Despite the severe economic downturn and impending recession, many companies are still hiring. Even if you don’t apply right away, visiting regularly will provide a feel for job opportunities in Canada.

To-do: Visit our Jobs Board, populated daily with new positions across Canada.

7. Figure out PNPs (finally)

It can seem at times that there are more PNP streams and categories than there are stars in the sky. These mini immigration programs allow Canada’s provinces to welcome workers and families who fit local communities like a glove. But, who’s able to track more than 70 of these and figure out which one might be the right one to apply to? *Ahem, puts hand up*

Since 2018, Moving2Canada has offered the original and still most popular PNP Live Tracker, following all updates large and small across the ever-expanding range of PNP streams. The PNP Live Tracker now also includes a dynamic tool to help you identify which provinces want someone with your experience and skill set.

To-do: Find out which PNP streams you might be eligible for.

The Greater Toronto Area (GTA) is Canada’s most popular destination city for newcomers, but there are many other options as well.

8. Pinpoint potential destinations

Even if you have figured out which province to move to, have you given serious thought to which city or town in that province might be best suited for you? You have? Ok then, maybe it’s time to research neighbourhoods! Do you know how much it might cost to live in Hamilton versus Toronto, Etobicoke versus North York, or West Queen West versus The Annex? And that’s just a fraction of your options around the GTA… Canada as a whole is a much bigger beast.

It may not be possible to make exactly the perfect choice right now, but you can start learning more about cities, towns, and neighbourhoods so that you don’t make a bad choice. You can gather insights, read blogs from newcomers, and start forecasting budgets and lifestyle choices.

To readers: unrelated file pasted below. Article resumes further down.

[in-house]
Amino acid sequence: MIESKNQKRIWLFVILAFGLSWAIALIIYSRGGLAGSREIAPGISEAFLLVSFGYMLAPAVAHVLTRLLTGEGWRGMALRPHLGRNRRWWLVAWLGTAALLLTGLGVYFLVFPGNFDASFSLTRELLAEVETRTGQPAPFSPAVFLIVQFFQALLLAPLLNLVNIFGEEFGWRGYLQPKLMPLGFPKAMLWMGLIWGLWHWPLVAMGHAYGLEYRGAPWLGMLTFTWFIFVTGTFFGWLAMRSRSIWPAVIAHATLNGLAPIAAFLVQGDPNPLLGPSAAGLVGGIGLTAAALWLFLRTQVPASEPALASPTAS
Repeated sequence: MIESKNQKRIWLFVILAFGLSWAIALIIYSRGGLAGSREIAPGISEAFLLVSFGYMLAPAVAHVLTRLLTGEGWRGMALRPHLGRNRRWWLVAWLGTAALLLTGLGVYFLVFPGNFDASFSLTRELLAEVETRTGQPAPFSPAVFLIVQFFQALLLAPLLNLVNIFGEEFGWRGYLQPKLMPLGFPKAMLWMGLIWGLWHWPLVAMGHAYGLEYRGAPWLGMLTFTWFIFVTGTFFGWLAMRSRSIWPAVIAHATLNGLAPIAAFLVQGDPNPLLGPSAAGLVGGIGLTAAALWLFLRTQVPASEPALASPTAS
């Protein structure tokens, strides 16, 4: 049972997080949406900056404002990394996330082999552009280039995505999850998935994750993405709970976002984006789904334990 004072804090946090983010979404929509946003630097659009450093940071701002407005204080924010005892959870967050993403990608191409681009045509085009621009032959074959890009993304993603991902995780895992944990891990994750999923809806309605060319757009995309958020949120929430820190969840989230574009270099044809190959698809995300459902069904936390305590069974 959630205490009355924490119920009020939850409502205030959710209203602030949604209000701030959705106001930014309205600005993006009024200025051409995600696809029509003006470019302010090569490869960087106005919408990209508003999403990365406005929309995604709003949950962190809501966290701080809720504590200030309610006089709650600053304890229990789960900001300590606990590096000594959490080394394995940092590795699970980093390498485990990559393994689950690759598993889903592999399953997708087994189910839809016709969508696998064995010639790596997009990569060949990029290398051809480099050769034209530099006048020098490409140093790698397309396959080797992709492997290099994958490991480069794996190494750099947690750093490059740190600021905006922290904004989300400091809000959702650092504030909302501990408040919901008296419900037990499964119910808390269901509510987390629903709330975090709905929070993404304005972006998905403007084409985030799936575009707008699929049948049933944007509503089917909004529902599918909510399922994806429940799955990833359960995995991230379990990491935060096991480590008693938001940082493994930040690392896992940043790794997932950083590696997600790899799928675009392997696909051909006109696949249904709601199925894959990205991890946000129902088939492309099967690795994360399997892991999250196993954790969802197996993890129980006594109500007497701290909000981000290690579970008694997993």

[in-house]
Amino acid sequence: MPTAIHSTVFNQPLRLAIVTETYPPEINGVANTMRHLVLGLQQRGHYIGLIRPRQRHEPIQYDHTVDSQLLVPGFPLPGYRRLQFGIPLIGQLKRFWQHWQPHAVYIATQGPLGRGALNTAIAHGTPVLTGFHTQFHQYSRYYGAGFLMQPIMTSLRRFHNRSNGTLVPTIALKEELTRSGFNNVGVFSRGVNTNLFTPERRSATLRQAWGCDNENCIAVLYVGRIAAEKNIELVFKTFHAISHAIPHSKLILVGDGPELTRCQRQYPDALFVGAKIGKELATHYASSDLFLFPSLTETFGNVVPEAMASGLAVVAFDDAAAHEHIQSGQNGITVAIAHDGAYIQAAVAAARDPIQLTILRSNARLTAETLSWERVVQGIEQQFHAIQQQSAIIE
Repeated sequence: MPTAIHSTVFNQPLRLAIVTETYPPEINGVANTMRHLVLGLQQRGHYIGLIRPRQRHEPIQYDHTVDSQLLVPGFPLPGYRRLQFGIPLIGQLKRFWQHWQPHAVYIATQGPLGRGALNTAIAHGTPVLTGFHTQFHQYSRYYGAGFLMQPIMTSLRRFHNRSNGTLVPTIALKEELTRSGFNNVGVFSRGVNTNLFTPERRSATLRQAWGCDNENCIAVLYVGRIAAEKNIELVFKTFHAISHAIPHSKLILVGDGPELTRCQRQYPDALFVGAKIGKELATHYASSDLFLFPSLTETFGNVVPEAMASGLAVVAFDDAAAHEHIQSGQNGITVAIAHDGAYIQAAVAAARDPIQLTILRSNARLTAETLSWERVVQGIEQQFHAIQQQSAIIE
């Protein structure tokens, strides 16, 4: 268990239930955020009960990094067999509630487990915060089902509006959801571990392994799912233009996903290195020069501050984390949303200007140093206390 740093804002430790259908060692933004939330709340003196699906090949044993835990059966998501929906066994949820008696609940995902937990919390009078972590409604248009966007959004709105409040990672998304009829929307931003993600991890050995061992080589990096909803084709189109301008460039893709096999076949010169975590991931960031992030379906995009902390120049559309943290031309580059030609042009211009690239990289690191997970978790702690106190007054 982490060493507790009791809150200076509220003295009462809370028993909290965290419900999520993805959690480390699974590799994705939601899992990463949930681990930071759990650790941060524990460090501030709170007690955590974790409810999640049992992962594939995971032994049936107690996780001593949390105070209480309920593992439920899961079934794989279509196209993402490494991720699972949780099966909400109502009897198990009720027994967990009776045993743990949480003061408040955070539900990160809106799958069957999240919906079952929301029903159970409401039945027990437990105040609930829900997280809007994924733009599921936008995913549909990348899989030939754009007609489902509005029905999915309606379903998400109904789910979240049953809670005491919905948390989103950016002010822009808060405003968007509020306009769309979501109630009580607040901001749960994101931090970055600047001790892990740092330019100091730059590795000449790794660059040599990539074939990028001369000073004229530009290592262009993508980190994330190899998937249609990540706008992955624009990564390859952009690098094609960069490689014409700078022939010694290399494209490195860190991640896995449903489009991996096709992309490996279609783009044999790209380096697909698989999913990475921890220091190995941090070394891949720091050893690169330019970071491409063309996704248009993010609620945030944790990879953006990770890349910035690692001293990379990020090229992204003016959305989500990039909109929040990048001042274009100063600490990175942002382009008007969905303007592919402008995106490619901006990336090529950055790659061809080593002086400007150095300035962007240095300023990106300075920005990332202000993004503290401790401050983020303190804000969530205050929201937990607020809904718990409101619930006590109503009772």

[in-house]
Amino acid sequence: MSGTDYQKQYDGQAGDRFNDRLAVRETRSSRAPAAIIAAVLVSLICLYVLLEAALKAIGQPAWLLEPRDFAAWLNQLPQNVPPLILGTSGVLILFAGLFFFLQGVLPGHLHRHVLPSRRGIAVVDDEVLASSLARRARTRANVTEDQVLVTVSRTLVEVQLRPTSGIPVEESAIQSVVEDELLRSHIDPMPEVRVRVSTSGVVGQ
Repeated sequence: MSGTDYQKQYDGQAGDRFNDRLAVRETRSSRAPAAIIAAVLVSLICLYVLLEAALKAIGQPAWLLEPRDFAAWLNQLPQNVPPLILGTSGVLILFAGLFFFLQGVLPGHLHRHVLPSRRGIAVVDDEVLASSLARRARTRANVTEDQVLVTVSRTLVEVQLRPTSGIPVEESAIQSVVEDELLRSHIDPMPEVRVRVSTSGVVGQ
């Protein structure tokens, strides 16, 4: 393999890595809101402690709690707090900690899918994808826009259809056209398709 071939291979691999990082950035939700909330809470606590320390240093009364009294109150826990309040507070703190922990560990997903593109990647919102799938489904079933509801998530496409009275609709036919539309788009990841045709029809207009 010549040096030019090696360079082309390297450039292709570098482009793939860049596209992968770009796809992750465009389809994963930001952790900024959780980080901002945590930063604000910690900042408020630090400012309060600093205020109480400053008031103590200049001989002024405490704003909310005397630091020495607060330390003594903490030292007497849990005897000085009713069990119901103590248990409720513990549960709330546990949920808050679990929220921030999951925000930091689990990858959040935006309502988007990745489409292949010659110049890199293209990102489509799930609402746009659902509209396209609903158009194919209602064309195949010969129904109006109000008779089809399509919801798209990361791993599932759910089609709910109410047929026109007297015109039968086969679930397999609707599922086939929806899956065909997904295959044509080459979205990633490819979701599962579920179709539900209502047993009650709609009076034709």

To-do: Explore these guides for the most popular destinations in Canada, written by newcomers for newcomers.

9. Know your budget

This is crucial. You should do some research and reduce the guesswork as much as possible so that you can avoid nasty surprises after arriving in Canada. Here are just a few things that differ quite significantly between different destinations in Canada: property and rental prices, daycare, income taxes, sales taxes, transportation, post-secondary education, prescription drugs, insurance, groceries, eating out, utilities . . .

To-do: Get a free health insurance quote from Cigna in less than a minute. Why? Newcomers to Canada are often not covered for publicly-funded health care for the first few months. Getting private coverage is highly recommended for some newcomers and should be accounted for in your budgeting.

10. Keep up to date

If you have not already signed up for the Moving2Canada newsletter, now’s your chance!

For many years now we have been helping thousands upon thousands of people in Canada and around the world figure out how to plan their move and enjoy success here. We’ll also give you our free 2020 Getting Started Guide and amazing resume and cover letter templates, plus we’ll line you up to receive our newcomers email series – all for free. Oh, and we’ll keep you updated on developments to Canada’s travel restrictions so that after you take the steps outlined above you’ll be well placed to take advantage and build a great life here in Canada!

To-do: Create your free account and sign up for our newsletter.

About the author

Hugo O'Doherty profile picture

Hugo O'Doherty

Canadian Immigration & Integration Specialist
Hugo O’Doherty has over a decade of experience and research in Canadian immigration, establishing him as a recognized authority on immigrant integration and adaptation. His personal and professional experiences with immigration have made him an expert on the practical aspects of successfully moving to and settling in Canada.
Read more about Hugo O'Doherty
Citation "10 things you can do now to simplify your move to Canada later." Moving2Canada. . Copy for Citation